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Read my lips: No new tax cuts!

No new symbolic Harris County property tax cuts, anyway.

Harris Commissioners Court voted Tuesday to keep the county tax rate the same this year after rejecting County Judge Robert Eckels’ proposal to lower it a quarter-cent.

Eckels and county Tax Assessor-Collector Paul Bettencourt, who spoke in favor of the cut at the meeting, said the decrease was needed because rising home values have translated into higher tax bills for many residents.

But some commissioners said the quarter-cent cut was a meaningless decrease solely intended to curry favor with voters.

“What we need is advocacy, not playing games with our public,” Commissioner El Franco Lee said.

The owner of a $100,000 home — about $36,000 below the value of the average home in the county — would have paid $2 less in taxes this year if the cut had passed, said Dick Raycraft, head of county management services.

That taxpayer, assuming he or she takes the typical 20 percent homeowner exemption, will pay $511.98, Raycraft said.

The county’s rate — 63.99 cents per $100 of assessed value — has not increased since 2000, he said.


Eckels said, “I respect my colleagues and what they are looking at (tax situation), but we could have accommodated a tax cut.”

Eckels couldn’t find a second for his motion to make the cut.

Lee said Eckels and Bettencourt engaged in political grandstanding, and he characterized the cut as “cosmetic.”

The county, he said, should not be cutting taxes when it has been forced to pick up the costs of health care, mental health and other programs funded by the state until this year.

Commissioner Sylvia Garcia said the county should keep the tax rate the same in case state lawmakers cut funding for programs even further next year.

“I think (the state lawmakers) will just send the problems back to the county,” she said.

Commissioner Steve Radack said there were places in the budget that might be cut.

Eckels’ predecessor, Jon Lindsay, had a core staff of 16, but Eckels has 28 full-timers, Radack said.

“It’s almost insulting for them to say they were saving taxpayers all this money,” Radack said of Eckels and Bettencourt. “Why else go there for something so minor except to grab headlines?”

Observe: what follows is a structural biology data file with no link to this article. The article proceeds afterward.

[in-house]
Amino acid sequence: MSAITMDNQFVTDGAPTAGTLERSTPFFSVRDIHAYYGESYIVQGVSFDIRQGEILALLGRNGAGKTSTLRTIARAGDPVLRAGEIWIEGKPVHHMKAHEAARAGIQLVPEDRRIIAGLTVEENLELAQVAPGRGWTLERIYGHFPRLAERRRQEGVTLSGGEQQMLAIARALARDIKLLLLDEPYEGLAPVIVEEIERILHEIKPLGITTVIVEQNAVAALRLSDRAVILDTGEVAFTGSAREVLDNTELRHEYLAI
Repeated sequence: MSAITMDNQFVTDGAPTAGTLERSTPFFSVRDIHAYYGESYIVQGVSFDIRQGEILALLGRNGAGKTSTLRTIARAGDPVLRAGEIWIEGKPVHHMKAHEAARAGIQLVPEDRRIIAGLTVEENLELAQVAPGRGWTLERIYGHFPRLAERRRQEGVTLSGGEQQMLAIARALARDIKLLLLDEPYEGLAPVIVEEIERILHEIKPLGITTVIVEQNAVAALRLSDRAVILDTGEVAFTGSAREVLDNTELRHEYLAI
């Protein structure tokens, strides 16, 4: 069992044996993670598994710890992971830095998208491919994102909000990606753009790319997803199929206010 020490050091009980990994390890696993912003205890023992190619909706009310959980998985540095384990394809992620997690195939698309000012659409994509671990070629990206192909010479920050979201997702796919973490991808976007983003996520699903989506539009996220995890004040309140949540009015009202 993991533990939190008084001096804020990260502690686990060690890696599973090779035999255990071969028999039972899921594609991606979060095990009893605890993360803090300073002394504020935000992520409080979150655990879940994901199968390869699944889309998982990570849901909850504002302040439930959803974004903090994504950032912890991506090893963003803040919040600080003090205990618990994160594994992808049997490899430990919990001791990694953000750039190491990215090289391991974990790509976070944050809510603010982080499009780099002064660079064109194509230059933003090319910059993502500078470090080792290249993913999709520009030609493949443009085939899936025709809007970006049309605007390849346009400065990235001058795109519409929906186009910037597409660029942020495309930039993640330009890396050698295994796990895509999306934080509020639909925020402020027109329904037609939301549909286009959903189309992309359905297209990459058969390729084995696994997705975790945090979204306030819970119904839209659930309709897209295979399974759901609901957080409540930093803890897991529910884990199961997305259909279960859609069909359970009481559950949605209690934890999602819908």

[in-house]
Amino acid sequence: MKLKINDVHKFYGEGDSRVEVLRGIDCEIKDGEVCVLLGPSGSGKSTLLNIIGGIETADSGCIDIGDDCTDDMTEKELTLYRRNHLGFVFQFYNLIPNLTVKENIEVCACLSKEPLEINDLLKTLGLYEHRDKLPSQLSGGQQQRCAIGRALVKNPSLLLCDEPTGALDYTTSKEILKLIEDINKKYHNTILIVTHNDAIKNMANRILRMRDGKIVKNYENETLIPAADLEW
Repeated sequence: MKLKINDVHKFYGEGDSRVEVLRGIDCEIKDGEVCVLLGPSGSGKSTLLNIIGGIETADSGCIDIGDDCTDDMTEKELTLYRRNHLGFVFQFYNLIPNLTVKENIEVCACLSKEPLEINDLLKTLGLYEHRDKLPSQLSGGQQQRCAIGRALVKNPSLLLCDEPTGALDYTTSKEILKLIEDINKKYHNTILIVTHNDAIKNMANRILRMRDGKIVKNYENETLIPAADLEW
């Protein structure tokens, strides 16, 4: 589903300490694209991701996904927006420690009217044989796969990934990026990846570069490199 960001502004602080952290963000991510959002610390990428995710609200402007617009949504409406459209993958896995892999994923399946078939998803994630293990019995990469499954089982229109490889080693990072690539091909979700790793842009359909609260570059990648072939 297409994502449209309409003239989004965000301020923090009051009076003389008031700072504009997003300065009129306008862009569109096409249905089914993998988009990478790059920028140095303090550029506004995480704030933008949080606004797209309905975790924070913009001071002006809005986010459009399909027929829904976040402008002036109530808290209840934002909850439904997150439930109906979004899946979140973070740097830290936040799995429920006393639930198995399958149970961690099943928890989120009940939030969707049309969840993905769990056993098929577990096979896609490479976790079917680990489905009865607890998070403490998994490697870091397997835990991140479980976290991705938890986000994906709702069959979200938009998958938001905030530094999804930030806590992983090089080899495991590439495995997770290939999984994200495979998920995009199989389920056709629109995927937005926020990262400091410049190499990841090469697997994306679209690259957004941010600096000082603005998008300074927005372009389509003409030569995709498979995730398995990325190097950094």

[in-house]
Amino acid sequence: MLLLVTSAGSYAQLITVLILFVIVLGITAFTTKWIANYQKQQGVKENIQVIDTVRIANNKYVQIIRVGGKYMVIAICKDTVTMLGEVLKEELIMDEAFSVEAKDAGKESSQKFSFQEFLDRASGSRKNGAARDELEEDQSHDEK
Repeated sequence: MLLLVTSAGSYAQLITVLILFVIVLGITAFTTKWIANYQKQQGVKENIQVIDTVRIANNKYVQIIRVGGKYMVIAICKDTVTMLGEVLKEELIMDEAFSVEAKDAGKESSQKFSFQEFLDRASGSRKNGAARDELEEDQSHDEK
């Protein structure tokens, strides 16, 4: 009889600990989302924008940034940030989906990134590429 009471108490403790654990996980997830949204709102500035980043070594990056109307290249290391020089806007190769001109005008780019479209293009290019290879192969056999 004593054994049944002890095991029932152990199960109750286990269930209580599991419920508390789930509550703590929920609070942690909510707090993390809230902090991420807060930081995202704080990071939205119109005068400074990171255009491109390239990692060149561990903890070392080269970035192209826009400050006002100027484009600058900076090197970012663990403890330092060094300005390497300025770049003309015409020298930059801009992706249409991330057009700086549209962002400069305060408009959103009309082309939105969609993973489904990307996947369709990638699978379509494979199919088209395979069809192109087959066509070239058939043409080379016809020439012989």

Lee and Radack said they believe Eckels and Bettencourt were looking to score political points because each is eyeing a run for a state office.

For what it’s worth, the county is doing fine financially as of last report, though I think Sylvia Garcia is right on about the state passing the buck on an ever-increasing number of items down to the counties. And c’mon – a lousy two dollars? What’s the point? If you can’t get Steve Radack or Jerry Eversole to even second a motion to consider a tax cut, it must be a bad idea.

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  1. kevin whited says:

    The rate hasn’t increased, but revenues have skyrocketed because of appraisal creep, so a reduction in rates is not a ridiculous idea except to folks who like to have lots of new revenue AND to claim they haven’t raised taxes.

    I think Radack’s objection was more that Eckels was shooting from the hip, and that his “plan” was conceived largely by certain talk radio hosts (wanna guess which station?) over the last day or two, rather than discussed by commissioners and staff.

  2. When Commissioner Radack called in yesterday morning to KSEV, he gave the _lack_ of a plan by Judge Eckels as one reason for his opposition. He didn’t say anything about certain talk show hosts, but of course he was talking to one.

    He did talk about unfunded mandates from the state, debt service, etc. as being reasons for maintaining the tax rate.

    Of course, I think Commissioner Radack was driving while he was on the phone, so he was hopefully concentrating on the road.

  3. Jim D says:

    I heard an ad for this Prop. 2. thingy, Kuff, which supposedly has to do with taxes.

    The ad has this really whiny woman whining (naturally) about the “politicians” behind Prop. 1. Not just transparently silly, but like, excessively annoying.

    That’s enough in and of itself I think for me to vote for 1 instead of 2.

    So what’s the dealio, Mr. Kuffner? Tell me how to vote on this issue which I don’t know about (nor particularly care about, since I don’t pay property taxes living on campus).

  4. Props 1 and 2 are city of Houston propositions, so they’re not related to this County Commission business. Both propose caps on city tax revenues, with Prop 2 being more draconian. As I said here, I plan on voting against both of them, but if polling shows they will both pass (in which case the leading votegetter becomes law), I’ll vote for Prop 1 since I think it’s less bad.